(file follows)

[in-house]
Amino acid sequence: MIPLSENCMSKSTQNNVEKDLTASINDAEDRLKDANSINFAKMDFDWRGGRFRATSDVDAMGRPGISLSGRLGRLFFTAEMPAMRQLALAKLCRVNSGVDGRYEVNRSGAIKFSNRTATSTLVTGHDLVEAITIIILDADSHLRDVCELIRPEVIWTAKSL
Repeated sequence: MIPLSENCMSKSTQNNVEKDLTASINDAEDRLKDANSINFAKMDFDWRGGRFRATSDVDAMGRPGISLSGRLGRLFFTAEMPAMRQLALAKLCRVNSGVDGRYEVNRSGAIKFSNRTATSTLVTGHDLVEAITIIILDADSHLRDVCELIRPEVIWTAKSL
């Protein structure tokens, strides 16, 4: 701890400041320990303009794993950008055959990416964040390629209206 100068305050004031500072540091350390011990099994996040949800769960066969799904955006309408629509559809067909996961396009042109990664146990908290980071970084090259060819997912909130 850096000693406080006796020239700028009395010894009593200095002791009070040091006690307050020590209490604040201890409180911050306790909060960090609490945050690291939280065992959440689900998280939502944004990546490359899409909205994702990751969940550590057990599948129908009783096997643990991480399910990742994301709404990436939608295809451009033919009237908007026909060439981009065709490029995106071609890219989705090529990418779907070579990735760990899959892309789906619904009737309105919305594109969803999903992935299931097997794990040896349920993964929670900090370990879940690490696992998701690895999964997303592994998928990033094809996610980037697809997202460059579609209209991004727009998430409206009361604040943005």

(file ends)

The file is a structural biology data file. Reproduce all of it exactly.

[in-house]
Amino acid sequence: MIPLSENCMSKSTQNNVEKDLTASINDAEDRLKDANSINFAKMDFDWRGGRFRATSDVDAMGRPGISLSGRLGRLFFTAEMPAMRQLALAKLCRVNSGVDGRYEVNRSGAIKFSNRTATSTLVTGHDLVEAITIIILDADSHLRDVCELIRPEVIWTAKSL
Repeated sequence: MIPLSENCMSKSTQNNVEKDLTASINDAEDRLKDANSINFAKMDFDWRGGRFRATSDVDAMGRPGISLSGRLGRLFFTAEMPAMRQLALAKLCRVNSGVDGRYEVNRSGAIKFSNRTATSTLVTGHDLVEAITIIILDADSHLRDVCELIRPEVIWTAKSL
């Protein structure tokens, strides 16, 4: 701890400041320990303009794993950008055959990416964040390629209206 100068305050004031500072540091350390011990099994996040949800769960066969799904955006309408629509559809067909996961396009042109990664146990908290980071970084090259060819997912909130 850096000693406080006796020239700028009395010894009593200095002791009070040091006690307050020590209490604040201890409180911050306790909060960090609490945050690291939280065992959440689900998280939502944004990546490359899409909205994702990751969940550590057990599948129908009783096997643990991480399910990742994301709404990436939608295809451009033919009237908007026909060439981009065709490029995106071609890219989705090529990418779907070579990735760990899959892309789906619904009737309105919305594109969803999903992935299931097997794990040896349920993964929670900090370990879940690490696992998701690895999964997303592994998928990033094809996610980037697809997202460059579609209209991004727009998430409206009361604040943005």